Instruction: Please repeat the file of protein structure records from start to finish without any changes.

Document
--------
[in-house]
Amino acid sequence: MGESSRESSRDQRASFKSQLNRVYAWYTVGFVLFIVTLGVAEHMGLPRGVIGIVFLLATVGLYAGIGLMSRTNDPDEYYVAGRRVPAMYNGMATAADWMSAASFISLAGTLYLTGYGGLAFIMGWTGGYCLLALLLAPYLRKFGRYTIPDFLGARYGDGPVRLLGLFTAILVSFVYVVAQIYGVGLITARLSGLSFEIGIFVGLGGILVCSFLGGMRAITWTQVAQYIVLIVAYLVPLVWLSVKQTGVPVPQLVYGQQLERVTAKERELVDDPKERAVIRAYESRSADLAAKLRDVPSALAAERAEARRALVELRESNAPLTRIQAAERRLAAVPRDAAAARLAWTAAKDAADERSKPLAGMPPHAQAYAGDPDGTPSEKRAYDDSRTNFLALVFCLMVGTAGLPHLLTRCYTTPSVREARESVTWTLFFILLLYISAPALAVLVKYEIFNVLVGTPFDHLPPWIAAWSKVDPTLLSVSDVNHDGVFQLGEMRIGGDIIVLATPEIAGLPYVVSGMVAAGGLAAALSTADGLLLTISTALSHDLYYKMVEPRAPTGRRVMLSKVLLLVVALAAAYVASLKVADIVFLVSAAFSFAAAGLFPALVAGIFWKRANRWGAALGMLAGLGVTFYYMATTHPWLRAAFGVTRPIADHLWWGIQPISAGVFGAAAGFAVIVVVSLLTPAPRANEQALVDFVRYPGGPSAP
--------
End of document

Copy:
[in-house]
Amino acid sequence: MGESSRESSRDQRASFKSQLNRVYAWYTVGFVLFIVTLGVAEHMGLPRGVIGIVFLLATVGLYAGIGLMSRTNDPDEYYVAGRRVPAMYNGMATAADWMSAASFISLAGTLYLTGYGGLAFIMGWTGGYCLLALLLAPYLRKFGRYTIPDFLGARYGDGPVRLLGLFTAILVSFVYVVAQIYGVGLITARLSGLSFEIGIFVGLGGILVCSFLGGMRAITWTQVAQYIVLIVAYLVPLVWLSVKQTGVPVPQLVYGQQLERVTAKERELVDDPKERAVIRAYESRSADLAAKLRDVPSALAAERAEARRALVELRESNAPLTRIQAAERRLAAVPRDAAAARLAWTAAKDAADERSKPLAGMPPHAQAYAGDPDGTPSEKRAYDDSRTNFLALVFCLMVGTAGLPHLLTRCYTTPSVREARESVTWTLFFILLLYISAPALAVLVKYEIFNVLVGTPFDHLPPWIAAWSKVDPTLLSVSDVNHDGVFQLGEMRIGGDIIVLATPEIAGLPYVVSGMVAAGGLAAALSTADGLLLTISTALSHDLYYKMVEPRAPTGRRVMLSKVLLLVVALAAAYVASLKVADIVFLVSAAFSFAAAGLFPALVAGIFWKRANRWGAALGMLAGLGVTFYYMATTHPWLRAAFGVTRPIADHLWWGIQPISAGVFGAAAGFAVIVVVSLLTPAPRANEQALVDFVRYPGGPSAP